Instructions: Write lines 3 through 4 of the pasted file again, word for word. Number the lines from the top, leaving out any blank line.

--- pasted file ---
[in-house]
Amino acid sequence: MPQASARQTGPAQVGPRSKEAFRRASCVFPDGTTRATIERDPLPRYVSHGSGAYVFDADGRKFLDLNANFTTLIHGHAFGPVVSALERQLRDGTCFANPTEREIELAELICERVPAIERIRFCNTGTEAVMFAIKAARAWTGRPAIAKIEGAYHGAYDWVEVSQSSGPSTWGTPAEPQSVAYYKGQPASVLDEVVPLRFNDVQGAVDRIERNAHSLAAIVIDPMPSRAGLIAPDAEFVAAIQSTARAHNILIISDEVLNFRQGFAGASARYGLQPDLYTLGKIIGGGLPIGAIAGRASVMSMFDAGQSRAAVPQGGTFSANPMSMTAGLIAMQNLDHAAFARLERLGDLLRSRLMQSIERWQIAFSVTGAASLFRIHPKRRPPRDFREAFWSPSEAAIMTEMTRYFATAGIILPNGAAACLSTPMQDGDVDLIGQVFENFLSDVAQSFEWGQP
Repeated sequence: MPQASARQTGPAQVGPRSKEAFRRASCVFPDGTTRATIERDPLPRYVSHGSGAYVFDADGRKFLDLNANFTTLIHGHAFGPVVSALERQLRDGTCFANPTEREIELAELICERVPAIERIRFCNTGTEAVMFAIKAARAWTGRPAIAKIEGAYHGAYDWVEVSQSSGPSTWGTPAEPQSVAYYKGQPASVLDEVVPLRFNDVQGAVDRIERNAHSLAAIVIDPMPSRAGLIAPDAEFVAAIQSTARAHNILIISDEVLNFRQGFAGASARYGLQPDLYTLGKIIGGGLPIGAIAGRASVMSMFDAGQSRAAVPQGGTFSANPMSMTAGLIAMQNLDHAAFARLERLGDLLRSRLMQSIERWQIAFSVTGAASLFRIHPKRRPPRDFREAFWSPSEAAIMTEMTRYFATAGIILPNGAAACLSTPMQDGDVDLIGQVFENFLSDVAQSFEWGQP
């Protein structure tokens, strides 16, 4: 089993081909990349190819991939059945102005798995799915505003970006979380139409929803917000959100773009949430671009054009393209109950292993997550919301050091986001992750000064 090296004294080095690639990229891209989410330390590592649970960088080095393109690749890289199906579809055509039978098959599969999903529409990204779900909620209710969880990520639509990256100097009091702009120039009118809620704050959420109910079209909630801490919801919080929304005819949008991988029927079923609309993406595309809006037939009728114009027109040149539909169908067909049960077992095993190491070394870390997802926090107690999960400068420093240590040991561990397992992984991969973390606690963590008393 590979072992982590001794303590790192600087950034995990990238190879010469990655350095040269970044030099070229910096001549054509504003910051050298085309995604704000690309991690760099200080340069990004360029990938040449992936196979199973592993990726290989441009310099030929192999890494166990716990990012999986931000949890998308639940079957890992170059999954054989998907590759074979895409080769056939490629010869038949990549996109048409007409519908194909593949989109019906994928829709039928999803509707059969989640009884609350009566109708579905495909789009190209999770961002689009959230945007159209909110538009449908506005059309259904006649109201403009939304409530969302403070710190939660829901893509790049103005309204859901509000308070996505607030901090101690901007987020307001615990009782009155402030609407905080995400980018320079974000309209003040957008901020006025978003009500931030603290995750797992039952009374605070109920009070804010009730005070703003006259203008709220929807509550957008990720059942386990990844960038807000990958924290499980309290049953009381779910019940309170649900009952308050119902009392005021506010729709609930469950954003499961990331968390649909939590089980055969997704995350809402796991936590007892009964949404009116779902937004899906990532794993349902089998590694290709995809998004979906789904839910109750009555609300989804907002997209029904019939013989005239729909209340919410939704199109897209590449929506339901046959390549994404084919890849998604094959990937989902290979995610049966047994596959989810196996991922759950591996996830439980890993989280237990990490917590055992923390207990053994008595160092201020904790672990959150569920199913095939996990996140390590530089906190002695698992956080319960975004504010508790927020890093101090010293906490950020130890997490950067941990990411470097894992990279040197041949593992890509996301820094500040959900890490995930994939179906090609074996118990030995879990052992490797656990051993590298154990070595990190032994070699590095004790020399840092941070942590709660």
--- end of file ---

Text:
Repeated sequence: MPQASARQTGPAQVGPRSKEAFRRASCVFPDGTTRATIERDPLPRYVSHGSGAYVFDADGRKFLDLNANFTTLIHGHAFGPVVSALERQLRDGTCFANPTEREIELAELICERVPAIERIRFCNTGTEAVMFAIKAARAWTGRPAIAKIEGAYHGAYDWVEVSQSSGPSTWGTPAEPQSVAYYKGQPASVLDEVVPLRFNDVQGAVDRIERNAHSLAAIVIDPMPSRAGLIAPDAEFVAAIQSTARAHNILIISDEVLNFRQGFAGASARYGLQPDLYTLGKIIGGGLPIGAIAGRASVMSMFDAGQSRAAVPQGGTFSANPMSMTAGLIAMQNLDHAAFARLERLGDLLRSRLMQSIERWQIAFSVTGAASLFRIHPKRRPPRDFREAFWSPSEAAIMTEMTRYFATAGIILPNGAAACLSTPMQDGDVDLIGQVFENFLSDVAQSFEWGQP
């Protein structure tokens, strides 16, 4: 089993081909990349190819991939059945102005798995799915505003970006979380139409929803917000959100773009949430671009054009393209109950292993997550919301050091986001992750000064 090296004294080095690639990229891209989410330390590592649970960088080095393109690749890289199906579809055509039978098959599969999903529409990204779900909620209710969880990520639509990256100097009091702009120039009118809620704050959420109910079209909630801490919801919080929304005819949008991988029927079923609309993406595309809006037939009728114009027109040149539909169908067909049960077992095993190491070394870390997802926090107690999960400068420093240590040991561990397992992984991969973390606690963590008393 590979072992982590001794303590790192600087950034995990990238190879010469990655350095040269970044030099070229910096001549054509504003910051050298085309995604704000690309991690760099200080340069990004360029990938040449992936196979199973592993990726290989441009310099030929192999890494166990716990990012999986931000949890998308639940079957890992170059999954054989998907590759074979895409080769056939490629010869038949990549996109048409007409519908194909593949989109019906994928829709039928999803509707059969989640009884609350009566109708579905495909789009190209999770961002689009959230945007159209909110538009449908506005059309259904006649109201403009939304409530969302403070710190939660829901893509790049103005309204859901509000308070996505607030901090101690901007987020307001615990009782009155402030609407905080995400980018320079974000309209003040957008901020006025978003009500931030603290995750797992039952009374605070109920009070804010009730005070703003006259203008709220929807509550957008990720059942386990990844960038807000990958924290499980309290049953009381779910019940309170649900009952308050119902009392005021506010729709609930469950954003499961990331968390649909939590089980055969997704995350809402796991936590007892009964949404009116779902937004899906990532794993349902089998590694290709995809998004979906789904839910109750009555609300989804907002997209029904019939013989005239729909209340919410939704199109897209590449929506339901046959390549994404084919890849998604094959990937989902290979995610049966047994596959989810196996991922759950591996996830439980890993989280237990990490917590055992923390207990053994008595160092201020904790672990959150569920199913095939996990996140390590530089906190002695698992956080319960975004504010508790927020890093101090010293906490950020130890997490950067941990990411470097894992990279040197041949593992890509996301820094500040959900890490995930994939179906090609074996118990030995879990052992490797656990051993590298154990070595990190032994070699590095004790020399840092941070942590709660």